A Lion's Pride and the Will of the Tribe in Kenya
Story and photos by Luke Maguire Armstrong

On an African safari in Kenya, a thirst for adventure as the sun goes down needs to take a back seat for the sake of group harmony.

Kenya travel

I sat in the van angry and silent as my washing machine mind spun through another cycle of thinking how unfair this was. What irked my ire most was that everyone else was upset with me when I felt that it should be me upset with them. So after my brother Calvin reiterated the reasons I had to go back to camp with everyone else instead of playing billiards in a barroom of tipsy Maasai warriors, I stared on in stone cold silence. No longer in the spirit of discovery, but the attitude of adolescent defiance, I resolved to walk back later on my own.

Only hours earlier, we'd stood side by side, solidified by our mutual wonderment driving along the eastern steppes of the famed Masai Mara Game Preserve. When people think of Africa, odds are they are conjuring up images from Masai Mara. For many, the Maasai people and animals that inhabit the preserve fit the global archetype that represents an entire continent.

Safari van

Our open-roof safari van had carried us through a world of larger than life beasts. Elephants turned around to waive their trunks in our direction before bounding onwards in a way that evoked four words in my mind, "Welcome to Jurassic Park." We'd seen a mother lion, lazy from feasting on a buffalo, roughhousing with her two cubs. Our van rolled through khaki colored grass under a bright blue sky, past giraffe, zebras, gazelle, river resting hippos, into a searing sunset. Back at the camp we ate and watched via satellite TV as Obama gave his 2013 inaugural address.

Then we conscripted our guide to drive us a few kilometers to a remote village where my brothers and a few others from camp drank bottles of Tusker beer to close out the day. How such a wonderful day could terminate in angry silence?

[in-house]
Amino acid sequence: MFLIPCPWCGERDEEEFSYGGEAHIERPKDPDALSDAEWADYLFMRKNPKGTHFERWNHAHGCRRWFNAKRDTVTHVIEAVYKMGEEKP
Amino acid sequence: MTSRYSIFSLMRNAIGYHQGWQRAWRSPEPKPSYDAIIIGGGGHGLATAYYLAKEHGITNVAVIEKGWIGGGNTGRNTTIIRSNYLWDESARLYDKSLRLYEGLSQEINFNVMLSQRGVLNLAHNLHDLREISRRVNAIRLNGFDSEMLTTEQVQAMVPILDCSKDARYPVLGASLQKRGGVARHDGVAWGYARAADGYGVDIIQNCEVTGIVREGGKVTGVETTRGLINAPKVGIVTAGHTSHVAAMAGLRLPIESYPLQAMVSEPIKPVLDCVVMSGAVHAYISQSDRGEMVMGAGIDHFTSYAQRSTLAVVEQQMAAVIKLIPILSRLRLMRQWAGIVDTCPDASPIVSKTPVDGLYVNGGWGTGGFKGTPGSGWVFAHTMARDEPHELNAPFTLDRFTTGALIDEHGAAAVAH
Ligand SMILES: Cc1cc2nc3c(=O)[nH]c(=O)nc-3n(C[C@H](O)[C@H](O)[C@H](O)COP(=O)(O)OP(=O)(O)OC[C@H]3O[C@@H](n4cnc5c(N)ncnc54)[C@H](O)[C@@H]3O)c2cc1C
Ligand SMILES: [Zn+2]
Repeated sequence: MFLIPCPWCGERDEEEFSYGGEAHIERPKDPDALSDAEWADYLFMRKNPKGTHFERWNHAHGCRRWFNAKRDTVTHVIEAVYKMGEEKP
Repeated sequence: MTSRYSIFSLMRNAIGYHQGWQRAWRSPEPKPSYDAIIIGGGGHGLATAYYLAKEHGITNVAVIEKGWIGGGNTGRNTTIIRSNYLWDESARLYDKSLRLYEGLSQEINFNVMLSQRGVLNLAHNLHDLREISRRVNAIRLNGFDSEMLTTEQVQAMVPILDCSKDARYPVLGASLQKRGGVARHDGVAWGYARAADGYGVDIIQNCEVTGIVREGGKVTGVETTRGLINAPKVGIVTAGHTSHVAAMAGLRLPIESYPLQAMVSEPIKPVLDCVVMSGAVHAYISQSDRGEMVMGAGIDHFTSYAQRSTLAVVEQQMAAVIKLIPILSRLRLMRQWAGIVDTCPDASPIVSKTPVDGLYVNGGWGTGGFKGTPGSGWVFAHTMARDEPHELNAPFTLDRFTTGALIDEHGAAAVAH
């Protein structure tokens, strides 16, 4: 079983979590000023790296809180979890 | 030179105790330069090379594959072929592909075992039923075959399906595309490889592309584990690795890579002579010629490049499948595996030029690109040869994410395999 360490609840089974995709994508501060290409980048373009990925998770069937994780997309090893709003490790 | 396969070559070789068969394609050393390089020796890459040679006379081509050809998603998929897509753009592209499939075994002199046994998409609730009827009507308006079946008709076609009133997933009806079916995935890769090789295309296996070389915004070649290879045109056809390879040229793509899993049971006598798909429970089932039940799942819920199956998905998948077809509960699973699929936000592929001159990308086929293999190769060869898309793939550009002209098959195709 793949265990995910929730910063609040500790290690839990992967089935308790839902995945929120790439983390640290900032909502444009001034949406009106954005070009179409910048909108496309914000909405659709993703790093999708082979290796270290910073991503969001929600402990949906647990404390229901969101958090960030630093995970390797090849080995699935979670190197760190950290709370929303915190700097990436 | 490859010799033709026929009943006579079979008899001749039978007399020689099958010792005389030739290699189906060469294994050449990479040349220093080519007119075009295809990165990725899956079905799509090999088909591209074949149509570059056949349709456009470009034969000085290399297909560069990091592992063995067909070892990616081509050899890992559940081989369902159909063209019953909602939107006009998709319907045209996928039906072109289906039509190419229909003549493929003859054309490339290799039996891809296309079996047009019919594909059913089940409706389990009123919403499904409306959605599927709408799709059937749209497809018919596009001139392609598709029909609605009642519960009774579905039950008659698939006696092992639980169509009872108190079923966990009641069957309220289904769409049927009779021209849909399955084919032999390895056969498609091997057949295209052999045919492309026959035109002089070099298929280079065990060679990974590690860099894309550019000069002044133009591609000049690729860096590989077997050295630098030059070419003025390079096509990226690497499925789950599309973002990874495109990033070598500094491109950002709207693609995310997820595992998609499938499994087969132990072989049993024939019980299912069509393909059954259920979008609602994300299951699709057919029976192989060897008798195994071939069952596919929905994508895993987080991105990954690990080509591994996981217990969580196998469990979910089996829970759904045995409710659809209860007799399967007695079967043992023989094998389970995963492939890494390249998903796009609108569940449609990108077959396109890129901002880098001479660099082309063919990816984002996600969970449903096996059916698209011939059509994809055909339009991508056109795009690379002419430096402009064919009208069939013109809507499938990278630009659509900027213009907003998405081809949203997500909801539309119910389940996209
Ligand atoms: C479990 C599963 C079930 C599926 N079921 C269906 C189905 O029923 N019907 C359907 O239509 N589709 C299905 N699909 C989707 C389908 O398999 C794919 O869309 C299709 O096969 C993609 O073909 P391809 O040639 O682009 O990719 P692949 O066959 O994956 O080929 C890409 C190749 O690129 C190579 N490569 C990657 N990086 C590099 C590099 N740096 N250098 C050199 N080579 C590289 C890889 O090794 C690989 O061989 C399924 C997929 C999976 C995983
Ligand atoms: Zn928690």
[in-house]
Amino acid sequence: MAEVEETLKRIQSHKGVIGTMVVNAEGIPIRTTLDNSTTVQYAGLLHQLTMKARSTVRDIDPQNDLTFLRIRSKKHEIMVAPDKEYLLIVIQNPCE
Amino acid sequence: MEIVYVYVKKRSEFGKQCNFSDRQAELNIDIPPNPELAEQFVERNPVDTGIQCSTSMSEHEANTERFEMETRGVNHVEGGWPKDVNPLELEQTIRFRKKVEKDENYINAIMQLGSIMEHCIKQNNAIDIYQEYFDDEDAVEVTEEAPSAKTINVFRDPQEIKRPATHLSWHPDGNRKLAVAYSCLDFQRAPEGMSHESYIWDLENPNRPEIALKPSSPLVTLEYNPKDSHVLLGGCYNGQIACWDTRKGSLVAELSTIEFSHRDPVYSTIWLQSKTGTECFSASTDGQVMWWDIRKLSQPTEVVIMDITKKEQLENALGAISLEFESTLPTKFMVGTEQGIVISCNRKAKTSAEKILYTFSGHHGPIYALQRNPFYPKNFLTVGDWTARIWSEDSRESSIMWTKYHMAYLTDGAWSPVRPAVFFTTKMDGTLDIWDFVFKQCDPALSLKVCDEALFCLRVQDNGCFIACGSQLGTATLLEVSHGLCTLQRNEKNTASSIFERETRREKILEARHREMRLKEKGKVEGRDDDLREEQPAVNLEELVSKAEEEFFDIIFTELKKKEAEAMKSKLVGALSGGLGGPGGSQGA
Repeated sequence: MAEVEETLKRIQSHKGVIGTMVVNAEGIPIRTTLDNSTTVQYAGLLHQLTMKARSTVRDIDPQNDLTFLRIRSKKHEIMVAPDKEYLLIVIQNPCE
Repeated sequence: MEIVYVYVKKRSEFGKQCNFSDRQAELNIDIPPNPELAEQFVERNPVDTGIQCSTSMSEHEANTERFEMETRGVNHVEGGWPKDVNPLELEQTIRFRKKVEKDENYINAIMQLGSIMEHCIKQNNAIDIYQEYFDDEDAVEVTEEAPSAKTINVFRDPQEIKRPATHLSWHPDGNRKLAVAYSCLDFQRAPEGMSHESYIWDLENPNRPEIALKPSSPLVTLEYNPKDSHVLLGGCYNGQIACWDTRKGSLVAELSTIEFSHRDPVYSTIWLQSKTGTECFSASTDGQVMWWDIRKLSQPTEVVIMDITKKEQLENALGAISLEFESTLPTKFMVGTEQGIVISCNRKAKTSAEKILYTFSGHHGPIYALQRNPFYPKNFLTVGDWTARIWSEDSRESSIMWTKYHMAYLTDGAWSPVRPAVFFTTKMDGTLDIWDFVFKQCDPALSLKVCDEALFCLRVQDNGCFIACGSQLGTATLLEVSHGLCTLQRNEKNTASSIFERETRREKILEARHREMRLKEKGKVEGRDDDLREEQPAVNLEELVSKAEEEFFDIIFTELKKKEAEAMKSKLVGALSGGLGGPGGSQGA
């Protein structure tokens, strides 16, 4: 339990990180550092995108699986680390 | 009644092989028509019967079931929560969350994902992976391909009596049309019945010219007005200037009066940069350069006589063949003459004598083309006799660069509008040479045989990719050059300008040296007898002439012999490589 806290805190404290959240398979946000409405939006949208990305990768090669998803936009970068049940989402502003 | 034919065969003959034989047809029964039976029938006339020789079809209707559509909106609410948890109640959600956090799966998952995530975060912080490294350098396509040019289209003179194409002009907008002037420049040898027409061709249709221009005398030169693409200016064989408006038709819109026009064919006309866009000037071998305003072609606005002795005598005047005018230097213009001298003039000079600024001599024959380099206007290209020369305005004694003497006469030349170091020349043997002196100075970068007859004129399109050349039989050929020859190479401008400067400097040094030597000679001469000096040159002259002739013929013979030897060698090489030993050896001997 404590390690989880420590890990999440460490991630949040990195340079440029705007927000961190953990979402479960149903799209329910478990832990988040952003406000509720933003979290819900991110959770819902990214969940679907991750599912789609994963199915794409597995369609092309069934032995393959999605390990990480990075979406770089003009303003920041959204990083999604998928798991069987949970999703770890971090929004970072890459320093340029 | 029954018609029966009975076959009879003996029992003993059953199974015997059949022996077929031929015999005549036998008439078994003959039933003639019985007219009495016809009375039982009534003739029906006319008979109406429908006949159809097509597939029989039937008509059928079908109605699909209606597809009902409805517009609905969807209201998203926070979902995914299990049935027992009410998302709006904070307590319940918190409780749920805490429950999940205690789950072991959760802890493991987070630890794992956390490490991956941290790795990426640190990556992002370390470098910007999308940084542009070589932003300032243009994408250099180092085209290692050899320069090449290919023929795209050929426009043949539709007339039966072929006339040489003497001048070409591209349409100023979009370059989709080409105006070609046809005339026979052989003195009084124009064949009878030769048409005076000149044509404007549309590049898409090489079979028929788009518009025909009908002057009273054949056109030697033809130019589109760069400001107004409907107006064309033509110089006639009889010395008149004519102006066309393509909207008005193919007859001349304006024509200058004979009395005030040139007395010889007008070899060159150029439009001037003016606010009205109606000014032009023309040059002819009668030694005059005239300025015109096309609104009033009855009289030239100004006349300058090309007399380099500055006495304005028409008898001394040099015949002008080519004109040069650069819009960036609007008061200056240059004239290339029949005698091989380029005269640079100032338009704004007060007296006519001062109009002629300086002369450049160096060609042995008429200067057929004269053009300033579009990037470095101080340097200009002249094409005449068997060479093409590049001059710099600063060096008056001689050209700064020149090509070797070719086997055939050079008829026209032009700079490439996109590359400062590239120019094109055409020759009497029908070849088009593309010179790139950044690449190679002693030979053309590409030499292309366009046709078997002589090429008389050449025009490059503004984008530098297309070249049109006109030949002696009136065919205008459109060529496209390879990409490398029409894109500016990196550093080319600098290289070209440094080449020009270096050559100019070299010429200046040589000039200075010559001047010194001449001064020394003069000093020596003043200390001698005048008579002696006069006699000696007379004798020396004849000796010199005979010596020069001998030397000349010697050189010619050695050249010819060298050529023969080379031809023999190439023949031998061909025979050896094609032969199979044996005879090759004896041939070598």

From the village bar, I had ventured out and came upon a shanty pool hall where a dozen Maasai warriors donning their traditional garb and clutching spears crowded the billiards table. Whenever one of the contenders sunk a ball, they beat the butts in their spears on the ground and cheered.

Maasai village

They waved me inside to join them and I said I'd be right back. I dashed back to the bar to share the news with my party. By day I'd gotten to know Africa's animals and breathe in her landscapes. Now was my chance to connect with the people who lived among both.

But at the bar, I was immediately shut down. "No, we're all going back now, and you're coming with us."

When I protested, I was insulted to be told by Calvin, "Those guys are drunk and could be dangerous." A mental list of an eight years of navigating through such social situations in far-flung places begged my anger to grow. I might never again be in Masai Mara and felt a once-in-a-lifetime opportunity was being robbed from me.

Kenya safari

Back at camp, I shared a tent with my other brother, Tyler, who watched from his bed as I readied my bag to go. "Why don't you just stay?" he asked.

"I'm going," I said, "this is why I don't like traveling with people who don't travel much, you think everything's dangerous."

Tyler reminded me of the early wakeup call the next morning. I said nothing, feeling that either he was with me, or against me.

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The Expeditioner's Guide to the World

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